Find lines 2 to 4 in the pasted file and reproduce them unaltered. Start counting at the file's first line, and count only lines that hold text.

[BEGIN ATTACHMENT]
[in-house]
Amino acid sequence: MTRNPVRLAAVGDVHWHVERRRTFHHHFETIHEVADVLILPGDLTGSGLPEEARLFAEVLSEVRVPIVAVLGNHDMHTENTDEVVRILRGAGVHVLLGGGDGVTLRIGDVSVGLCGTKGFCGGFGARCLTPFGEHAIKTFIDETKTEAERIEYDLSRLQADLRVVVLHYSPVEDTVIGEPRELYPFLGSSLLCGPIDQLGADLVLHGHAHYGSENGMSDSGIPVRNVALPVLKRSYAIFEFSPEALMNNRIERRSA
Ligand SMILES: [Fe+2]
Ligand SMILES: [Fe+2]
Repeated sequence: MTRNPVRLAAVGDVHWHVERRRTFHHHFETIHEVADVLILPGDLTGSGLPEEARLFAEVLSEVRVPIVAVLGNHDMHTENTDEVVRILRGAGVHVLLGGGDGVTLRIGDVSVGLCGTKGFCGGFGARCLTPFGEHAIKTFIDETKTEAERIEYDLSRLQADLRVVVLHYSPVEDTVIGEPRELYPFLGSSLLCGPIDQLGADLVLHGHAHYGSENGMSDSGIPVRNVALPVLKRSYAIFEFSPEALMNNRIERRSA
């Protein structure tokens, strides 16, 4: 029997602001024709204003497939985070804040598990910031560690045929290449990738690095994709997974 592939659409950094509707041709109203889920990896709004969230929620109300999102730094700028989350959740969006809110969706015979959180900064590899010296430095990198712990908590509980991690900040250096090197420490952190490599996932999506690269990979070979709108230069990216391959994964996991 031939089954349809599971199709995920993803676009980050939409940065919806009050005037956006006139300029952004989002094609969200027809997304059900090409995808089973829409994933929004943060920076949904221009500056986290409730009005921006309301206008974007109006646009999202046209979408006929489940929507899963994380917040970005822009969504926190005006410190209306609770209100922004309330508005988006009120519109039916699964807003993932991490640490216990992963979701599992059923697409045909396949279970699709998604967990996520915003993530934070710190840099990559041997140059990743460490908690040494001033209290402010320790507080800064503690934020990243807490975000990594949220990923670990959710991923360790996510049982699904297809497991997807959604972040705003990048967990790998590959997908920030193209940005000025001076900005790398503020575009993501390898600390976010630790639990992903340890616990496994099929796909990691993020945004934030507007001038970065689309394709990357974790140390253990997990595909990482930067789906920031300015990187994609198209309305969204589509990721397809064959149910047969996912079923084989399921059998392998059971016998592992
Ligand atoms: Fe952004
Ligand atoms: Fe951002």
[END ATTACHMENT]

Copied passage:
Amino acid sequence: MTRNPVRLAAVGDVHWHVERRRTFHHHFETIHEVADVLILPGDLTGSGLPEEARLFAEVLSEVRVPIVAVLGNHDMHTENTDEVVRILRGAGVHVLLGGGDGVTLRIGDVSVGLCGTKGFCGGFGARCLTPFGEHAIKTFIDETKTEAERIEYDLSRLQADLRVVVLHYSPVEDTVIGEPRELYPFLGSSLLCGPIDQLGADLVLHGHAHYGSENGMSDSGIPVRNVALPVLKRSYAIFEFSPEALMNNRIERRSA
Ligand SMILES: [Fe+2]
Ligand SMILES: [Fe+2]